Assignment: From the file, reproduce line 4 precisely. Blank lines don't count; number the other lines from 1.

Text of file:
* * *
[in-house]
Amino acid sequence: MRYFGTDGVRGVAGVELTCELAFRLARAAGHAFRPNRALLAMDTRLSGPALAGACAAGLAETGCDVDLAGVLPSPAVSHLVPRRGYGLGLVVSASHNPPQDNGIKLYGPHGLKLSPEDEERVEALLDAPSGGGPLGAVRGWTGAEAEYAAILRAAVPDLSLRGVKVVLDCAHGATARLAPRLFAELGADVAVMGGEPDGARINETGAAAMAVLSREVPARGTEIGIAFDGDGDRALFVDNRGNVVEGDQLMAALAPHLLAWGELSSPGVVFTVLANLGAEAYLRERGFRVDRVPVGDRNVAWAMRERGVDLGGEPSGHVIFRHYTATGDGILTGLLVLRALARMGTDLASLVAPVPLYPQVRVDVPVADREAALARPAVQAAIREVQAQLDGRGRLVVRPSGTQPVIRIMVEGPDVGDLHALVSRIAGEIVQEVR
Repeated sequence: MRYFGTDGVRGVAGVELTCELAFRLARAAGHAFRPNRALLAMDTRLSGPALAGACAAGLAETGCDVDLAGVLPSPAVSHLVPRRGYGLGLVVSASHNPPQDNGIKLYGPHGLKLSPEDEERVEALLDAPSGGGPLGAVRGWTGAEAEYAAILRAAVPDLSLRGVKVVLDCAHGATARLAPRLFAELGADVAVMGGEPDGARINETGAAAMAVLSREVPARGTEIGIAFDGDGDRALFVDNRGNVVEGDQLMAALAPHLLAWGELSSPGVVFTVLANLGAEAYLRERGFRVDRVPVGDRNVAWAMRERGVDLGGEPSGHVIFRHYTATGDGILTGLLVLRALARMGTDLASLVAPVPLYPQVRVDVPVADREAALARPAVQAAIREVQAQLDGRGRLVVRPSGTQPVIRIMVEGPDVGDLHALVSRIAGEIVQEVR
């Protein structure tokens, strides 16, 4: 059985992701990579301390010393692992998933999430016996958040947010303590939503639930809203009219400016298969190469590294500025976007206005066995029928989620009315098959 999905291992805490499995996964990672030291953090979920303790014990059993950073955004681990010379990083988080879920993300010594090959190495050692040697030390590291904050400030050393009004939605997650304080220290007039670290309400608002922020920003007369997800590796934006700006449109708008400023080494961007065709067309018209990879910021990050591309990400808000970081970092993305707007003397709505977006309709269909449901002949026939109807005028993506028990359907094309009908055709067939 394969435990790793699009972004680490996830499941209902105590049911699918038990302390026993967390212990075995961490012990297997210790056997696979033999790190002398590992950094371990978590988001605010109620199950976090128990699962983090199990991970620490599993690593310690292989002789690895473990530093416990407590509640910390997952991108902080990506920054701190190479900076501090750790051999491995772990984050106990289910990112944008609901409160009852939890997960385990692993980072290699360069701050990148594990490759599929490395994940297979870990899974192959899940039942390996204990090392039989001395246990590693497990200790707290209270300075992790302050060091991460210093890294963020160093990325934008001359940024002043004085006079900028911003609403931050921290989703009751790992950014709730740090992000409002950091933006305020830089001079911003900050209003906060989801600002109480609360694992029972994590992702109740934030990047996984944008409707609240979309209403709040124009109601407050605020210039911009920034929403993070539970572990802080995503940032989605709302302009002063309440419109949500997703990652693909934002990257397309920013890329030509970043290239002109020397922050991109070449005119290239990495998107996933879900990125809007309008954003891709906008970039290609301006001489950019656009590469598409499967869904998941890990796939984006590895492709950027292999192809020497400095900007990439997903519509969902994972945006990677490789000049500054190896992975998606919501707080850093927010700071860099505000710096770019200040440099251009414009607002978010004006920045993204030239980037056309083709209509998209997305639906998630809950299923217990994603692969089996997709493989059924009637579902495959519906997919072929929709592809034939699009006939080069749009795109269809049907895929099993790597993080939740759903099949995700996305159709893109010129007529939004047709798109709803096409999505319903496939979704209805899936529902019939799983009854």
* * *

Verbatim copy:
């Protein structure tokens, strides 16, 4: 059985992701990579301390010393692992998933999430016996958040947010303590939503639930809203009219400016298969190469590294500025976007206005066995029928989620009315098959 999905291992805490499995996964990672030291953090979920303790014990059993950073955004681990010379990083988080879920993300010594090959190495050692040697030390590291904050400030050393009004939605997650304080220290007039670290309400608002922020920003007369997800590796934006700006449109708008400023080494961007065709067309018209990879910021990050591309990400808000970081970092993305707007003397709505977006309709269909449901002949026939109807005028993506028990359907094309009908055709067939 394969435990790793699009972004680490996830499941209902105590049911699918038990302390026993967390212990075995961490012990297997210790056997696979033999790190002398590992950094371990978590988001605010109620199950976090128990699962983090199990991970620490599993690593310690292989002789690895473990530093416990407590509640910390997952991108902080990506920054701190190479900076501090750790051999491995772990984050106990289910990112944008609901409160009852939890997960385990692993980072290699360069701050990148594990490759599929490395994940297979870990899974192959899940039942390996204990090392039989001395246990590693497990200790707290209270300075992790302050060091991460210093890294963020160093990325934008001359940024002043004085006079900028911003609403931050921290989703009751790992950014709730740090992000409002950091933006305020830089001079911003900050209003906060989801600002109480609360694992029972994590992702109740934030990047996984944008409707609240979309209403709040124009109601407050605020210039911009920034929403993070539970572990802080995503940032989605709302302009002063309440419109949500997703990652693909934002990257397309920013890329030509970043290239002109020397922050991109070449005119290239990495998107996933879900990125809007309008954003891709906008970039290609301006001489950019656009590469598409499967869904998941890990796939984006590895492709950027292999192809020497400095900007990439997903519509969902994972945006990677490789000049500054190896992975998606919501707080850093927010700071860099505000710096770019200040440099251009414009607002978010004006920045993204030239980037056309083709209509998209997305639906998630809950299923217990994603692969089996997709493989059924009637579902495959519906997919072929929709592809034939699009006939080069749009795109269809049907895929099993790597993080939740759903099949995700996305159709893109010129007529939004047709798109709803096409999505319903496939979704209805899936529902019939799983009854």